The record heat wave across the county is ending from north to south. When will your area feel the relief?
Strong to severe thunderstorms are tracking through the mid-Atlantic in association with a cold front.
This front is the leading edge of the cooler air mass coming in from the north.
According to Expert Senior Meteorologist Alex Sosnowski, "The massive high pressure area responsible for the dangerous and relentless heat from the Midwest to the South will soon shift its position enough to allow a breath of fresh air to roll in from central Canada. The core of the heat will settle farther west."
Temperatures have already fallen from Chicago to Scranton and the humidity continue to make even farther progress south.
Cooling temperatures are also going to move into the remainder of the Great Lakes and parts of the Ohio Valley with 80-degree highs expected from Fort Wayne, Ind., to Detroit, Mich., and Pittsburgh, Pa. the next few days.
Farther to the east over the big cities of the I-95 corridor, cooling will take a little longer to make an appearance.
High temperatures for New York City and Philadelphia will remain hot this afternoon by reaching the lower 90s. It won't be quite as oppressive, but still above normal for the time of year.
The cooler and less humid air will finally make an appearance on Monday as highs fail to reach the 90-degree mark underneath mostly sunny skies.
The reason for the slower cool down in the mid-Atlantic is that the aforementioned cold front will be slowly making southward progress. In fact, it will be hung up over the central mid-Atlantic region today, helping to spark another round of severe weather for Washington, D.C., Baltimore, Md., Dover, Del., and Richmond, Va.
High temperatures today will break the 100-degree mark from Raleigh, N.C., to Norfolk, Va., and Richmond, Va. However, a cooling thunderstorm in the afternoon could help to drop the temperature somewhat.
As the cold front continues to track southward on Monday, high temperatures and humidity values will continue to fall over the mid-Atlantic. High temperatures for Richmond, Washington, D.C., and Baltimore will only reach the lower 80s on Monday. In fact, some places in north-central Pennsylvania won't get out of the 70s!
Cooling will even make it down into the Carolinas Monday with highs only in the lower 90s. A further drop in temperatures is expected Tuesday across this region.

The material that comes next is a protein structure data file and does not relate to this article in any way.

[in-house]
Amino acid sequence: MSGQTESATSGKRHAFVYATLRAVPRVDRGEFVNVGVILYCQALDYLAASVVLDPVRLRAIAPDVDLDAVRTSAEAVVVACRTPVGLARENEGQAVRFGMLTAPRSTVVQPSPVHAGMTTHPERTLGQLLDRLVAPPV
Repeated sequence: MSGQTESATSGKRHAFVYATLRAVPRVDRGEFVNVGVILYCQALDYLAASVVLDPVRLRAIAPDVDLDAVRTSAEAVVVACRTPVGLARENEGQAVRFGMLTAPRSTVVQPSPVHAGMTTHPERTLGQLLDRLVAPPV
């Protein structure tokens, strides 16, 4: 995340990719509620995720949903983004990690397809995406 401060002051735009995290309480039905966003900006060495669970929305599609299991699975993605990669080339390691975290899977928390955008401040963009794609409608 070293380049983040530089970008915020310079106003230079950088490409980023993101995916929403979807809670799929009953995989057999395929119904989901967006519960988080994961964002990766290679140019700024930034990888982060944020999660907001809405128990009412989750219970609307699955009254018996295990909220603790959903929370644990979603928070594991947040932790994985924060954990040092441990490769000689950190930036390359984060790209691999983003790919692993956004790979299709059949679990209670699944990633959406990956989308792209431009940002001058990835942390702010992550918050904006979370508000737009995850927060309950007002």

Sosnowski also stated that "The Heat Wave of 2012, where 100 degrees is the new 90, will continue a while longer over the middle and eastern parts of the nation, but it has eyes for areas in the West in the days ahead. Folks in Boise, Salt Lake City and Spokane may soon get a taste of triple-digit temperatures."
Following a blustery and chilly weekend, temperatures will once again take a tumble across the northeastern United States during the first half of this week.
Several storms will bring periods of rain and gusty winds to the west coast of the United States this week, and Southern California will not be excluded from rainfall this time.
A strengthening tropical cyclone will unleash heavy rain and strong winds on areas from western Myanmar to northeast India and Bangladesh this week.
Flooding downpours and thunderstorms will target a part of the central United States at midweek.
Dry weather set to dominate the southern United States into November will only worsen the already extreme drought conditions.
The changing of the seasons will bring beneficial rainfall to northern Brazil, a region that has experienced severe drought over the past several years.
New England (1785)
Four day rains put Merrimac River in NH and MA to greatest flood height ever known -- extensive bridge and mill damage.
Mid-Atlantic Coast (1878)
Hurricane did extensive damage in NC, VA, MD, NJ and PA. "Philadelphia's worst" -- 84 mph wind gust at Cape May, NJ; 28.82" pressure at Annapolis, MD.
Bar Harbor, ME (1947)
Wind-driven forest fires destroyed homes and medical research institute. 17 died; $30 million damage.